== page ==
Bird, Kai. The Color of Truth: McGeorge Bundy and William Bundy, Brothers in Arms.
New York: Simon & Schuster, 1998. 496 pages.

The Bundy brothers were born to rule, and they knew it.
From the Boston elite, through Groton, Yale's Skull and Bones, and Harvard, their superiority was widely acknowledged.
William Bundy joined the CIA in 1951, worked in senior positions in the Pentagon and State Department during the Vietnam War, and was editor of "Foreign Affairs" at the Council on Foreign Relations from 1972-1984.
McGeorge Bundy was a Harvard dean from 1953-1961, a national security advisor to Presidents Kennedy and Johnson from 1961-1966, and head of the Ford Foundation from 1966-1979. He died in 1996.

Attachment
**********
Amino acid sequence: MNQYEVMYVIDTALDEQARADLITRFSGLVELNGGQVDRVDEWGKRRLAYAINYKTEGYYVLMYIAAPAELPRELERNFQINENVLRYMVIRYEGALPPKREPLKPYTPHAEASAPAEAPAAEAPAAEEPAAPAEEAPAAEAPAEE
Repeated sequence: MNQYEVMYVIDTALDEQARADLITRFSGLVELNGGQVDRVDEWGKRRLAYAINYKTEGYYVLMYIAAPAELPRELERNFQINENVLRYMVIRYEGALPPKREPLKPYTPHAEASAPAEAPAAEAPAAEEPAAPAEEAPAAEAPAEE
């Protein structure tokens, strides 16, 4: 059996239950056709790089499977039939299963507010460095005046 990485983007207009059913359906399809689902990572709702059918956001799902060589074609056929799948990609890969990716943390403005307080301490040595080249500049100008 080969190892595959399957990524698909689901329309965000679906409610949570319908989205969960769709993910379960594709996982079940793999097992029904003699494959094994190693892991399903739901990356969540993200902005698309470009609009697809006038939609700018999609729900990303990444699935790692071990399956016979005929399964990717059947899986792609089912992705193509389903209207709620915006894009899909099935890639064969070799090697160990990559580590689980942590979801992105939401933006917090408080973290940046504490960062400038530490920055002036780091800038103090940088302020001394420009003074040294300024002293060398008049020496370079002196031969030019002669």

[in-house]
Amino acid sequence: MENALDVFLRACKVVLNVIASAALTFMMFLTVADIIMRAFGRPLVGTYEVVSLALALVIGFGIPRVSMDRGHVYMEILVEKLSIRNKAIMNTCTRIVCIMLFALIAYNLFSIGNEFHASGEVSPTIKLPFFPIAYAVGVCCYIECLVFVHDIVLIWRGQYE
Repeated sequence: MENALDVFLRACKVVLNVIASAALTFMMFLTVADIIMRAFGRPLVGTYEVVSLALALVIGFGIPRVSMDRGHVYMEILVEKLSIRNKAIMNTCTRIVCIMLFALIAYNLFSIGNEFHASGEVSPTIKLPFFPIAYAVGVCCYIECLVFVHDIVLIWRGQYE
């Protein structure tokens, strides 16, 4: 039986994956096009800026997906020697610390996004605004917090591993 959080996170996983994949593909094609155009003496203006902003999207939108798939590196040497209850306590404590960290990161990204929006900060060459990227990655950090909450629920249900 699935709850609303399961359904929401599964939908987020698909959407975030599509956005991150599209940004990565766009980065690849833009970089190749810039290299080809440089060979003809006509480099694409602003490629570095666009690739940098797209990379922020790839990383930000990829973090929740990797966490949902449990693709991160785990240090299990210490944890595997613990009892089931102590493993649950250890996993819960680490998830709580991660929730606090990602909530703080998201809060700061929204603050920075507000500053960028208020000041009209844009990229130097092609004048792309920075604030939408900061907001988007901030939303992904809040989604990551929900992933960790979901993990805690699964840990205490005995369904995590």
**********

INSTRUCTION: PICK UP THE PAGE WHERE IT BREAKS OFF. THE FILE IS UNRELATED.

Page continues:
Both brothers were cold war liberals, which meant that their foreign policy tended toward imperialism. They knew that it was never a question of dominoes falling, yet the lure of hegemony led them to share much of the responsibility for the Vietnam War. McGeorge also shares responsibility for nearly starting World War III during the Cuban missile crisis. Later, at the Ford Foundation, a limo would pick McGeorge up in the morning, and he'd spend his days giving millions to minority activism centers, women's studies programs, and writing essays in defense of affirmative action, presumably to balkanize and destroy the New Left. When Henry Ford II naively objected and left the board in 1976, Mac Bundy defended himself by telling reporters that the Foundation was "making the world safe for capitalism." He wasn't kidding.

ISBN 0-684-80970-2